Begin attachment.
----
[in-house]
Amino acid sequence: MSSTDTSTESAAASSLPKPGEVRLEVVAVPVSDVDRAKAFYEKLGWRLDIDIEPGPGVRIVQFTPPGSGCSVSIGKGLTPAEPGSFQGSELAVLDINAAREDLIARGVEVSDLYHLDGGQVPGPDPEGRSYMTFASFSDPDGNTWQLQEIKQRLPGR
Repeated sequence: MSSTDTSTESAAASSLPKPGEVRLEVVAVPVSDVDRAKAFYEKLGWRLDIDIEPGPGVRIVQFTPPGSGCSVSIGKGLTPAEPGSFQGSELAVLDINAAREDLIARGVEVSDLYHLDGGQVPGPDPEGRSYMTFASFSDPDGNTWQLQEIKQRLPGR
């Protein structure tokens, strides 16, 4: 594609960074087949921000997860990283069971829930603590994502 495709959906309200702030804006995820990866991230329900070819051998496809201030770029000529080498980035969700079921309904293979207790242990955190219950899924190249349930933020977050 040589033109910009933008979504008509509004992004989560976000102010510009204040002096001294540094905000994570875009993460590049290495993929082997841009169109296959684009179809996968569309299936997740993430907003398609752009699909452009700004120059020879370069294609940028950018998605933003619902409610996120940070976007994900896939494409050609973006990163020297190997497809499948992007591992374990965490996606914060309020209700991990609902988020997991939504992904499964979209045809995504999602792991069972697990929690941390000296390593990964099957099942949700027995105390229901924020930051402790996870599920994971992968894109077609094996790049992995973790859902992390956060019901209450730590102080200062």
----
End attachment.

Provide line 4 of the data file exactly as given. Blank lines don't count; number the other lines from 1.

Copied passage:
């Protein structure tokens, strides 16, 4: 594609960074087949921000997860990283069971829930603590994502 495709959906309200702030804006995820990866991230329900070819051998496809201030770029000529080498980035969700079921309904293979207790242990955190219950899924190249349930933020977050 040589033109910009933008979504008509509004992004989560976000102010510009204040002096001294540094905000994570875009993460590049290495993929082997841009169109296959684009179809996968569309299936997740993430907003398609752009699909452009700004120059020879370069294609940028950018998605933003619902409610996120940070976007994900896939494409050609973006990163020297190997497809499948992007591992374990965490996606914060309020209700991990609902988020997991939504992904499964979209045809995504999602792991069972697990929690941390000296390593990964099957099942949700027995105390229901924020930051402790996870599920994971992968894109077609094996790049992995973790859902992390956060019901209450730590102080200062």